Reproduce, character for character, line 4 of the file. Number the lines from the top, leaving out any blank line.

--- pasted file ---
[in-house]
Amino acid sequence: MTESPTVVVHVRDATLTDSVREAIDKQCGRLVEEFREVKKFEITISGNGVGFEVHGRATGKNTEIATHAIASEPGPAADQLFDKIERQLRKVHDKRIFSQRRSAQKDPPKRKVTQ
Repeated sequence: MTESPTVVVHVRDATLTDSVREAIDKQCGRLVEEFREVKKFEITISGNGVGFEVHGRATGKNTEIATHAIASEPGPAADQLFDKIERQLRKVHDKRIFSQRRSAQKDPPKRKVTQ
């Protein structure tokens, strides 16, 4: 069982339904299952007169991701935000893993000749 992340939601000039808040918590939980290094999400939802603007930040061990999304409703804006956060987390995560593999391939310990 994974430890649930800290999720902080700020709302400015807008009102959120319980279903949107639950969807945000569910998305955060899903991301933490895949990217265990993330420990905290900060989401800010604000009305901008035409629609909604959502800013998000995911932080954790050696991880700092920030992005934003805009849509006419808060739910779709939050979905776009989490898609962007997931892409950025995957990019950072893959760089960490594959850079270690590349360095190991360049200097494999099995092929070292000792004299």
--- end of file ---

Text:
């Protein structure tokens, strides 16, 4: 069982339904299952007169991701935000893993000749 992340939601000039808040918590939980290094999400939802603007930040061990999304409703804006956060987390995560593999391939310990 994974430890649930800290999720902080700020709302400015807008009102959120319980279903949107639950969807945000569910998305955060899903991301933490895949990217265990993330420990905290900060989401800010604000009305901008035409629609909604959502800013998000995911932080954790050696991880700092920030992005934003805009849509006419808060739910779709939050979905776009989490898609962007997931892409950025995957990019950072893959760089960490594959850079270690590349360095190991360049200097494999099995092929070292000792004299």